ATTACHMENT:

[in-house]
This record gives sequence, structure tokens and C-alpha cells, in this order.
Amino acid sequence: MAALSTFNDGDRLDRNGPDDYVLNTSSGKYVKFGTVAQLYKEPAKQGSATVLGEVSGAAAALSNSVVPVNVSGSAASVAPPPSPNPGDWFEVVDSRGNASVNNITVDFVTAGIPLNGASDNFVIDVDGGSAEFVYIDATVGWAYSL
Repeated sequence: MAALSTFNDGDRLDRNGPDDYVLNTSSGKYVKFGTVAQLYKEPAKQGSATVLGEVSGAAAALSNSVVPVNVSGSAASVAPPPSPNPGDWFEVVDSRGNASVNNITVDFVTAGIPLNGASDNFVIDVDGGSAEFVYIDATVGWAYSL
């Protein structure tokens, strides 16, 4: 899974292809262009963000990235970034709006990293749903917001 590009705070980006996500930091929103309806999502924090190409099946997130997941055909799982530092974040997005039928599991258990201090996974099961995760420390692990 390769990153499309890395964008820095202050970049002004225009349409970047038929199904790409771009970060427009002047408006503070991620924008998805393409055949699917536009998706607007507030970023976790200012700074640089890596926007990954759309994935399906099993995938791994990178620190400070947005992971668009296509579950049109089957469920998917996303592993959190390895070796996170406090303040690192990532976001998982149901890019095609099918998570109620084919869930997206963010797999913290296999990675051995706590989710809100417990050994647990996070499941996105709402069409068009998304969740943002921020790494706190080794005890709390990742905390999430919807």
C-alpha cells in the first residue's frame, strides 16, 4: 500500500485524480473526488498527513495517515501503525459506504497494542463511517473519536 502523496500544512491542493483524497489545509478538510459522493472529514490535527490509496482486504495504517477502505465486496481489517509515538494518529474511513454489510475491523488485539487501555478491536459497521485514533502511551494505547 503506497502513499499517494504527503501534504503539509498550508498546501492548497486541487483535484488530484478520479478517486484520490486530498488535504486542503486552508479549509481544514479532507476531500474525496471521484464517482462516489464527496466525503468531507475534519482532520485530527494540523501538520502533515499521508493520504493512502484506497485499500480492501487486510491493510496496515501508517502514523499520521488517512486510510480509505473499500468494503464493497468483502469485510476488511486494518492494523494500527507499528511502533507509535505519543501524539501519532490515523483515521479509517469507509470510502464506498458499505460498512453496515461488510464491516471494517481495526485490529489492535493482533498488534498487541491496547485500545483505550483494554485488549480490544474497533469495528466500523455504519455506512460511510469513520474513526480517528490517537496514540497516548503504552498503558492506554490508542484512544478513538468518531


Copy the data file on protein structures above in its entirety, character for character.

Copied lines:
[in-house]
This record gives sequence, structure tokens and C-alpha cells, in this order.
Amino acid sequence: MAALSTFNDGDRLDRNGPDDYVLNTSSGKYVKFGTVAQLYKEPAKQGSATVLGEVSGAAAALSNSVVPVNVSGSAASVAPPPSPNPGDWFEVVDSRGNASVNNITVDFVTAGIPLNGASDNFVIDVDGGSAEFVYIDATVGWAYSL
Repeated sequence: MAALSTFNDGDRLDRNGPDDYVLNTSSGKYVKFGTVAQLYKEPAKQGSATVLGEVSGAAAALSNSVVPVNVSGSAASVAPPPSPNPGDWFEVVDSRGNASVNNITVDFVTAGIPLNGASDNFVIDVDGGSAEFVYIDATVGWAYSL
């Protein structure tokens, strides 16, 4: 899974292809262009963000990235970034709006990293749903917001 590009705070980006996500930091929103309806999502924090190409099946997130997941055909799982530092974040997005039928599991258990201090996974099961995760420390692990 390769990153499309890395964008820095202050970049002004225009349409970047038929199904790409771009970060427009002047408006503070991620924008998805393409055949699917536009998706607007507030970023976790200012700074640089890596926007990954759309994935399906099993995938791994990178620190400070947005992971668009296509579950049109089957469920998917996303592993959190390895070796996170406090303040690192990532976001998982149901890019095609099918998570109620084919869930997206963010797999913290296999990675051995706590989710809100417990050994647990996070499941996105709402069409068009998304969740943002921020790494706190080794005890709390990742905390999430919807």
C-alpha cells in the first residue's frame, strides 16, 4: 500500500485524480473526488498527513495517515501503525459506504497494542463511517473519536 502523496500544512491542493483524497489545509478538510459522493472529514490535527490509496482486504495504517477502505465486496481489517509515538494518529474511513454489510475491523488485539487501555478491536459497521485514533502511551494505547 503506497502513499499517494504527503501534504503539509498550508498546501492548497486541487483535484488530484478520479478517486484520490486530498488535504486542503486552508479549509481544514479532507476531500474525496471521484464517482462516489464527496466525503468531507475534519482532520485530527494540523501538520502533515499521508493520504493512502484506497485499500480492501487486510491493510496496515501508517502514523499520521488517512486510510480509505473499500468494503464493497468483502469485510476488511486494518492494523494500527507499528511502533507509535505519543501524539501519532490515523483515521479509517469507509470510502464506498458499505460498512453496515461488510464491516471494517481495526485490529489492535493482533498488534498487541491496547485500545483505550483494554485488549480490544474497533469495528466500523455504519455506512460511510469513520474513526480517528490517537496514540497516548503504552498503558492506554490508542484512544478513538468518531